Documentaries: The Most Repulsive Genre

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Michael Moore, being repulsive. That was not intended as a dig at his physicality. He’d be repulsive even if he looked like Kat Dennings. Okay, maybe not then, but you get the point.

What is a documentary?

I know that may seem like kind of a ridiculous, pretentious question to ask, especially right off the bat of an essay or whatever, but I don’t mean it like that. I’m absolutely serious, and it’s an entirely valid question. What the fuck is one? I don’t think we really know. I mean, we know ‘em when we see ‘em I guess. Basically, they’re movies about real life. Nothing staged. Except interviews, of course. Interviews are, by their very nature, extremely staged and controlled and can very easily be manipulated by both the interviewer and the editor, but those get a pass, I guess. (As do dramatic reenactments, which can be very misleading, but are thought of as okay for some reason.) I think we can all agree though that documentaries definitely must not have a script that people are following. That’s for sure. Well—except of course in the case of a sort of monologue through-line or whatever. The documentarian gets a pass on having a script. Even if it’s way subjective. Man, this is getting contradictory. And confusing. And gross.

On top of all this, we as a culture have I guess decided that propaganda counts as documentary. Enough people voted with their money by seeing Michael Moore’s stuff and An Inconvenient Truth and 2016: Obama’s America that now we just accept that stuff as part of the genre—even though they, and many others, are highly biased and full of inaccuracy and manipulation. Like I said—propaganda. But hey, it’s all for a good cause right? That is, if you agree with the cause of course, and believe that the trampling of objectivity is an okay thing so long as said cause gains new followers or whatever. Ends justifying means and whatnot. Sigh.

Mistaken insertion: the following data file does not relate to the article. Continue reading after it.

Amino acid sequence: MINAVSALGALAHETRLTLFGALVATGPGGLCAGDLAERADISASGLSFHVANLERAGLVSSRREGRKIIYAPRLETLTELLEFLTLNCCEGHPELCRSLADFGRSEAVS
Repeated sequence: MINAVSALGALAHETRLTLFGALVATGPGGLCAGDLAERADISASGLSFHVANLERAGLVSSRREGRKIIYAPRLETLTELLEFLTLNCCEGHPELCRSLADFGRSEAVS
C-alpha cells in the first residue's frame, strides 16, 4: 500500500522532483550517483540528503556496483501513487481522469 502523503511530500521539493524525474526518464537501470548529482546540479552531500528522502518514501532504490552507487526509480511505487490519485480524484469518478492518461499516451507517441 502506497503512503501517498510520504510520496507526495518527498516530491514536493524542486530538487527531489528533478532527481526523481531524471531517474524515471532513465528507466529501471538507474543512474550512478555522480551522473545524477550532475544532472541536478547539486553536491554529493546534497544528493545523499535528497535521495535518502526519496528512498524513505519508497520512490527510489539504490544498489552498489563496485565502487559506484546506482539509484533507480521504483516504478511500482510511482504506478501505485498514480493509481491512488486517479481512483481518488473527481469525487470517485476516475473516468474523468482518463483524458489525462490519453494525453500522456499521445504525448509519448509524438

Basically, documentaries are the most repulsive genre. No other genre or sub-genre of film—other than I guess fake snuff tapes—contains shit specifically designed to deceive you. (Yes, all art ‘deceives’, blah blah blah, but let’s not get existentialist here, you know what I mean.) Isn’t that kind of fucked up? Isn’t that something we should talk about, and take very seriously?

Look, I’m not saying I don’t like documentaries. I watch them often. Though personally, I stay away from the more blatantly biased stuff. I tend towards human stories, particularly ones with a fly-on-the-wall element. Some sort of palpable distance between the subject and the observer. Sure, I’ll watch a doc about a fucked up thing going on in the world once in a while (the Paradise Lost Trilogy is fucking amazing) but I pick them very carefully. I always read up on them to make sure they’re to be trusted.

It’s funny to me that we rate movies for content—G, PG, PG-13, R, NC-17—but we don’t rate documentaries for truthfulness. Shouldn’t there be some independent group that just fact checks documentaries all the time, and rates them based on how trustworthy they are? I mean yeah, people do that here and there online by themselves, but there’s no official group that does it. Often times, you’re not even sure if you can trust an internet dude alleging that a documentary is full of lies, because it’s really just some stranger. You have to then fact check everything they say, because who the hell knows what their agenda is? That’s a whole lot of work just to watch a damn movie. Which is why most people just watch a thing and take it as gospel and move on to the next whatever.